Rings of marked particles are placed along latitude circles at the time when the forcing is turned on at the lower boundary and their motions are traced for a period of 30 days. The particle displacements near the level of maximum warming are described in detail, the trajectories of particles exhibit two different types of characteristics depending upon whether the particles originate from high or low latitudes. The particle motions are therefore described in terms of two regimes, the polar and the tropical regimes.

The polar regime is characterized by organized motions of the particles around the elongated polar cyclonic vortex. When projected onto the meridional plane, the rings of particles appear as ellipses whose centers of mass remain at the same location during the prewarming stage, but descend during the warming stage despite the fact that the zonal mean vertical velocities are directed upward in the same region at all times.

The tropical regime is characterized by the trapping of some particles inside the cutoff anticyclones which first appear in middle latitudes and then migrate poleward. As a result, these particles spiral poleward and downward. Eventually the particles which originate from tropical latitudes are scattered all over the hemisphere. When projected onto the meridional plane, a cloud of particles spreads out poleward and downward until the particles are dispersed between the equator and the pole.

These results of particle motions are interpreted in terms of the two quasi-conservative tracers, namely, potential temperature and potential vorticity. For conservative motions a thin tube bounded by two surfaces of constant potential temperature and two surfaces of constant potential vorticity always coincides with the same material line of air particles. These tubes bulge downward (upward) in the polar (tropical) stratosphere during the event of sudden stratospheric warming. It is shown that due to the Newtonian cooling processes the particles are displaced further downward (upward) away from the tubes from which they originate. The horizontal projections of these tubes are displayed and it is found that their shapes are much simpler than those of the material lines of air particles. The nonconservative processes which are responsible for these differences are discussed.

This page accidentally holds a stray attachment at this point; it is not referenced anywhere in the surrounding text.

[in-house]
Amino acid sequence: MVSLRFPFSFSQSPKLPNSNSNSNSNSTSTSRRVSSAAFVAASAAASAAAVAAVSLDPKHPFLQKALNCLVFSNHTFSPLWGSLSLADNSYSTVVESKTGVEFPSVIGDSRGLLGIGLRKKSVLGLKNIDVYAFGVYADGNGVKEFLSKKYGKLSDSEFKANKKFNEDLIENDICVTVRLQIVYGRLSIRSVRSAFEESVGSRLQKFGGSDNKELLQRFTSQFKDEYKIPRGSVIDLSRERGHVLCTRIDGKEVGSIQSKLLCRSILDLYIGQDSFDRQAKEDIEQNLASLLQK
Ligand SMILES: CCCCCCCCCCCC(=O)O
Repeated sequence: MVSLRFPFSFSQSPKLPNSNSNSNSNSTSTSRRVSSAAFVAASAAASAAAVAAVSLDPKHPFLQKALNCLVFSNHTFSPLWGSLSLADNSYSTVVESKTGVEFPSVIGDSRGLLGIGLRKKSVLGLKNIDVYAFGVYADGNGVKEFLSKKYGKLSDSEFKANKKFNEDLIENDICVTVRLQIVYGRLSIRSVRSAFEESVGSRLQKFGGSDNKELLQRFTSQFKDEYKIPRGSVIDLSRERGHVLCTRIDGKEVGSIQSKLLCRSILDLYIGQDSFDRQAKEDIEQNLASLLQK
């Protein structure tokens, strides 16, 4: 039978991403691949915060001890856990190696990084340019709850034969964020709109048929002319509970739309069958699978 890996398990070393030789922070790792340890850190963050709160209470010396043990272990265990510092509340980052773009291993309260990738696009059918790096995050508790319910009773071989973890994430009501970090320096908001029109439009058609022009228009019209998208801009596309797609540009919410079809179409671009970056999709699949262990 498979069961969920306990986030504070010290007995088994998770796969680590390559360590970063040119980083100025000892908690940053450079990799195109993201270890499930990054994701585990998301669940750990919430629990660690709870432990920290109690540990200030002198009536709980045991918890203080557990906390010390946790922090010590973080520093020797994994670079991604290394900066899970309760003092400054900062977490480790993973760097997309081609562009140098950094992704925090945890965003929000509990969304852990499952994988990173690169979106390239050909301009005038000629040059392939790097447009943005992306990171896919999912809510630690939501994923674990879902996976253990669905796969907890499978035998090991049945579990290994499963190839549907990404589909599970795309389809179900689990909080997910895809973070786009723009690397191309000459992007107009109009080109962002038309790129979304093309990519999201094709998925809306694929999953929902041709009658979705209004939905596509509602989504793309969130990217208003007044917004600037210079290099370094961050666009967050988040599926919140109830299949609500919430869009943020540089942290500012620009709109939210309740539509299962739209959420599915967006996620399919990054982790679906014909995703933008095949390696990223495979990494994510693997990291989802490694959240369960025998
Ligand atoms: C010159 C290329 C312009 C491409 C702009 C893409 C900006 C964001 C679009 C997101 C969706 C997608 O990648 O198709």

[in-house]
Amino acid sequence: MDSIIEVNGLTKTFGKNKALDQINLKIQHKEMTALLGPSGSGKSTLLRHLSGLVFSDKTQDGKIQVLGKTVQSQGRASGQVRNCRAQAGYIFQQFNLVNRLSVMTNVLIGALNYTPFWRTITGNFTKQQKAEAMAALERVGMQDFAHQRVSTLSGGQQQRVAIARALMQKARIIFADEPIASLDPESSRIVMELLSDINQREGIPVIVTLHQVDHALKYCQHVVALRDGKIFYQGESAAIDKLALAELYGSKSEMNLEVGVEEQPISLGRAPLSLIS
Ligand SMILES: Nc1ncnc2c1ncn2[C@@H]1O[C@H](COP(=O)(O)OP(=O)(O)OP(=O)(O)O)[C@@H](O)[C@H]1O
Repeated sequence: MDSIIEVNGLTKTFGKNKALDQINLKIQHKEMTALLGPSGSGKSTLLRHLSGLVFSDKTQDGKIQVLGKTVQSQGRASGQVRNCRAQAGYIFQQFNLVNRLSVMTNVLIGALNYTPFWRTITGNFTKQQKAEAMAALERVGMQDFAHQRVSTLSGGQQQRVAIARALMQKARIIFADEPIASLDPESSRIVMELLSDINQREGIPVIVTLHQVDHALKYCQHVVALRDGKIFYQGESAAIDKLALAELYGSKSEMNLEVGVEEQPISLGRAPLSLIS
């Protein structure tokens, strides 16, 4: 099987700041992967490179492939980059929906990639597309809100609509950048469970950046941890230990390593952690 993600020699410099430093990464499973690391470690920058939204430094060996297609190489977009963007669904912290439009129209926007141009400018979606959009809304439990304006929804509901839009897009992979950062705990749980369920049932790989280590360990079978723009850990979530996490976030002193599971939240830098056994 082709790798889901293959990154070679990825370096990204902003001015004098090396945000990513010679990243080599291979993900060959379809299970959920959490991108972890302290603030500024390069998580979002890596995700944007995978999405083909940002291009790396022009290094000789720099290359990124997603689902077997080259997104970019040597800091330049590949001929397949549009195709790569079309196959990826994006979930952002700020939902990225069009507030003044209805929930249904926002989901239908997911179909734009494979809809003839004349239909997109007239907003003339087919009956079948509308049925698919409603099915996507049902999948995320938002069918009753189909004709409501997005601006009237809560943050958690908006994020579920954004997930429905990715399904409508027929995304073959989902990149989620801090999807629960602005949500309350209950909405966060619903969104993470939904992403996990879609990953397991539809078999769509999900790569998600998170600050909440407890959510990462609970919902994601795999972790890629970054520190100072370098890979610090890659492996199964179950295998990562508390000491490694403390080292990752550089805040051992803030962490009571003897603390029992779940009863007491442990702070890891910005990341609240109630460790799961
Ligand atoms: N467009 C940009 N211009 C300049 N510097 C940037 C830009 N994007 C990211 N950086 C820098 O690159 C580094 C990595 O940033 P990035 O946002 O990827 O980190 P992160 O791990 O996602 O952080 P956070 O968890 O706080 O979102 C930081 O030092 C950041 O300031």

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Chih-Ping F. Hsu
and
John M. Wallace

Abstract

The annual march of sea-level pressure is documented on a global basis by mapping the amplitudes and phases of the annual and semiannual cycles in a vectorial format.

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Chih-Ping F. Hsu
and
John M. Wallace

Abstract

The annual march of precipitation is documented on a global basis by mapping the amplitudes and phases of the annual and semiannual cycles in a vectorial format. The various climatic regimes proposed by Kendrew (1922) show up quite clearly in the results. In addition, the results give some indication of the seasonal variation of precipitation over the oceanic regions.